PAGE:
Quantcast Neutron Shielding - doe-std-1128-98_ch10187

 

Click here to make tpub.com your Home Page

Page Title: Neutron Shielding
Back | Up | Next

Click here for thousands of PDF manuals

Google


Web
www.tpub.com

Home

   
Information Categories
.... Administration
Advancement
Aerographer
Automotive
Aviation
Construction
Diving
Draftsman
Engineering
Electronics
Food and Cooking
Logistics
Math
Medical
Music
Nuclear Fundamentals
Photography
Religion
   
   

 

Share on Google+Share on FacebookShare on LinkedInShare on TwitterShare on DiggShare on Stumble Upon
Back
Distance - doe-std-1128-98_ch10186
Up
DOE Standard Guide of Good Practices for Occupational Radiological Protection In Plutonium Facilities
Next
Table 6.11. Photon Dose Rates at 2 Meters from Cylinders of Plutonium Containing 1 kg of Plutonium at 5 Years After Chemical Separation - doe-std-1128-98_ch10188


DOE-STD-1128-98
Table 6.11 gives examples of how effective various gamma shielding
materials are in reducing the dose rates from low-exposure (6% 240Pu)
and high-exposure (19% 240Pu) sources. The sources consist of cylinders
containing 1 kg of plutonium oxide; the dose rates are given at a distance
of 2 m from the source. This example is typical of the shielding
effectiveness for cans of plutonium containing kilogram quantities of
plutonium oxide, as might be found in storage vaults.
In contrast, Figure 6.6 shows the reduction in photon dose rates from a
small sample of plutonium oxide power weighing about 100 grams. The
dose rates were measured at a distance of 3 cm from the surface of the
plutonium, which was contained in polyvinyl chloride plastic bags (a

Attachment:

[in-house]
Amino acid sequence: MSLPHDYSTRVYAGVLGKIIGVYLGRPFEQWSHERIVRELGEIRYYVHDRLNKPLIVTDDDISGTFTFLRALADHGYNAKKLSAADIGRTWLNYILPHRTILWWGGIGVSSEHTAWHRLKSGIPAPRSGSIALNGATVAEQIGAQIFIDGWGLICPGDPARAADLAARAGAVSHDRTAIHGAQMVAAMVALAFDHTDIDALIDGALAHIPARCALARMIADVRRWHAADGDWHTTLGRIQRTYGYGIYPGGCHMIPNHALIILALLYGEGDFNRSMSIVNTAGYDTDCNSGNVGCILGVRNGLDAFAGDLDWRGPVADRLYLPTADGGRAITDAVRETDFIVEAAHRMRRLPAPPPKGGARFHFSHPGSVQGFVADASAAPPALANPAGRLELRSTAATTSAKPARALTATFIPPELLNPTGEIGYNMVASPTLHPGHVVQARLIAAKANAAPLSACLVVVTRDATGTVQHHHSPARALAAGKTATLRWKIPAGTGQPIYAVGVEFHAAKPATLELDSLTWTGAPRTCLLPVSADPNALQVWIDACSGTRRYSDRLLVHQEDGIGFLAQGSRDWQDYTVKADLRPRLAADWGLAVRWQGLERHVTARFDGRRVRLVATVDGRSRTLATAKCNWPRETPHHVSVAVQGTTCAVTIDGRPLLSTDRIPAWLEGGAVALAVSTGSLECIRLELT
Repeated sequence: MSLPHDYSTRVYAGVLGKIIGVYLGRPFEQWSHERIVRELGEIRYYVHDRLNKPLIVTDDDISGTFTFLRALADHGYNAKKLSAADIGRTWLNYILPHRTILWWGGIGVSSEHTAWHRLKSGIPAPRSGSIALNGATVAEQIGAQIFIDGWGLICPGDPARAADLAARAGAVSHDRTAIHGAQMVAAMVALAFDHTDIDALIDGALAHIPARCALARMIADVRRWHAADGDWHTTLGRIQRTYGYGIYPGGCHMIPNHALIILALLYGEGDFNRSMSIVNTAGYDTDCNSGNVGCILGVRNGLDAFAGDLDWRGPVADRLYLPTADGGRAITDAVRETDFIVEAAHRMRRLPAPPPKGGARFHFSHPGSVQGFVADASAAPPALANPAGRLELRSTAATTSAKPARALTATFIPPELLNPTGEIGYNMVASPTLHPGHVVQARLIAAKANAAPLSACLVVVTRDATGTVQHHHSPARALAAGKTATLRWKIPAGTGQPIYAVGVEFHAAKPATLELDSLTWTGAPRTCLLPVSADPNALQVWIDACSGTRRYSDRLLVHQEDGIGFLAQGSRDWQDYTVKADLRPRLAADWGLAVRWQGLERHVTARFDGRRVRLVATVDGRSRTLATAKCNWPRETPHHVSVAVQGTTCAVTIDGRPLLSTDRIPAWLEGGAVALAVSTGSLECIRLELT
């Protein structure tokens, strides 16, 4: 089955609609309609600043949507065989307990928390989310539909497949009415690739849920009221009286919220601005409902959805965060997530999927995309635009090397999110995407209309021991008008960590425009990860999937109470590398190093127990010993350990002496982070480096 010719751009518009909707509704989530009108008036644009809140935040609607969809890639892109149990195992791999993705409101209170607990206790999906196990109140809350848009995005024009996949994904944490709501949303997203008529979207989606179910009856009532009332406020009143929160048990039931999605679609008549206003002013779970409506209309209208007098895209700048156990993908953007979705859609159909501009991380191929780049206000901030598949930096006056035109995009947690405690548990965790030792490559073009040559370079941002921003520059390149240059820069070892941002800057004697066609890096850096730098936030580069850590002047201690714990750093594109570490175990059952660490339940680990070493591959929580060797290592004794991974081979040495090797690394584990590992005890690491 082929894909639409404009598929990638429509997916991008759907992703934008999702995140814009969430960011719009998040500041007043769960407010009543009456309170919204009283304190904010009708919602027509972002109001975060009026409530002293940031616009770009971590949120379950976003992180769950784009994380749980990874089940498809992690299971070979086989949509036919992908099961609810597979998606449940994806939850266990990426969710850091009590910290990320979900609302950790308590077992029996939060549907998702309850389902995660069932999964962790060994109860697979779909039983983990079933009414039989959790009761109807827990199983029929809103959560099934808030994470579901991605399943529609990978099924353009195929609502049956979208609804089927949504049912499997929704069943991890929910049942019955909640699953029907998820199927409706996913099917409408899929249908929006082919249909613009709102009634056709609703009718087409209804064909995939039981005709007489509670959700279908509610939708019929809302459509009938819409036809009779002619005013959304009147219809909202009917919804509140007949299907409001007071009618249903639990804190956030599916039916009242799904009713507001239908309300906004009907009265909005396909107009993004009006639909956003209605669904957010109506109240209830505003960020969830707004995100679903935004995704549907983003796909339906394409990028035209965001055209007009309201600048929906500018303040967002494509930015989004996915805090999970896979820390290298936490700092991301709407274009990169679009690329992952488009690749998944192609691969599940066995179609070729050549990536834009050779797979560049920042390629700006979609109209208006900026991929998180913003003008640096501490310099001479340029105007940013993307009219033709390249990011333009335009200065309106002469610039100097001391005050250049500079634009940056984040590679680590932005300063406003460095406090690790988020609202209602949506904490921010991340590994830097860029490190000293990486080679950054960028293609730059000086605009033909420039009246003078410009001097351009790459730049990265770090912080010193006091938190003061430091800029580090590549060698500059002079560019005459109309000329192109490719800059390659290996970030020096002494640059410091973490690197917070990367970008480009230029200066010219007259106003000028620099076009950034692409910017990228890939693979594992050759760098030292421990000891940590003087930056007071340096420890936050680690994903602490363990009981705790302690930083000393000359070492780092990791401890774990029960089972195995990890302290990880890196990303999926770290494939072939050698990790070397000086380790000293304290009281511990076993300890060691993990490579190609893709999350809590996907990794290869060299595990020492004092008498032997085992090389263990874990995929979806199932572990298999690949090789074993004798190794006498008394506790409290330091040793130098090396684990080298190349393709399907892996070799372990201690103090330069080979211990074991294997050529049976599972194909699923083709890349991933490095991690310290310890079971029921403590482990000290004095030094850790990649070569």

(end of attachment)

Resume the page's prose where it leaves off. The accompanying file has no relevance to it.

total thickness of 33 mil or 0.85 mm) for radiation measurements. The
isotopic composition of the plutonium was similar to that given in Table
6.12.
Photon radiation is a significant source of exposure, especially during
D&D activities, when most of the plutonium has already been removed.
Much of the photon exposure problem originates from thin dust layers, as
described in the preceding paragraphs. High photon doses often originate
from "streaming" through glove ports from dust layers on gloves. But
there also can be appreciable neutron dose rates, even in supposedly
"empty" glove boxes, from plutonium hold-up, especially in fluorinator
glove boxes where there is a high neutron emission rate from alpha-
neutron reactions. Wearing lead-loaded aprons can reduce dose rates by a
factor of 2 in plutonium fuel manufacturing. High-exposure plutonium
(>10% 240Pu) should be handled in glove boxes with lead-loaded
Neoprene gloves although some loss of mobility and dexterity may
result. The photons from plutonium are easily shielded by several
millimeters of lead or iron, but it requires almost 15 cm (6 in.) of
polyethylene or hydrogenous moderator to reduce neutron doses by a
factor of 10. Simplistically stated, the gamma dose rate is a function of
surface area, while neutron dose rate is a function of the mass of the
plutonium and its chemical form.
6.4.3.2 Neutron Shielding
The neutron radiations from plutonium are much more difficult to shield
than the photon radiations. As a rule of thumb, it requires about 15 cm of
hydrogenous shielding to reduce the neutron dose rate by an order of
6-35


Privacy Statement - Press Release - Copyright Information. - Contact Us

Integrated Publishing, Inc.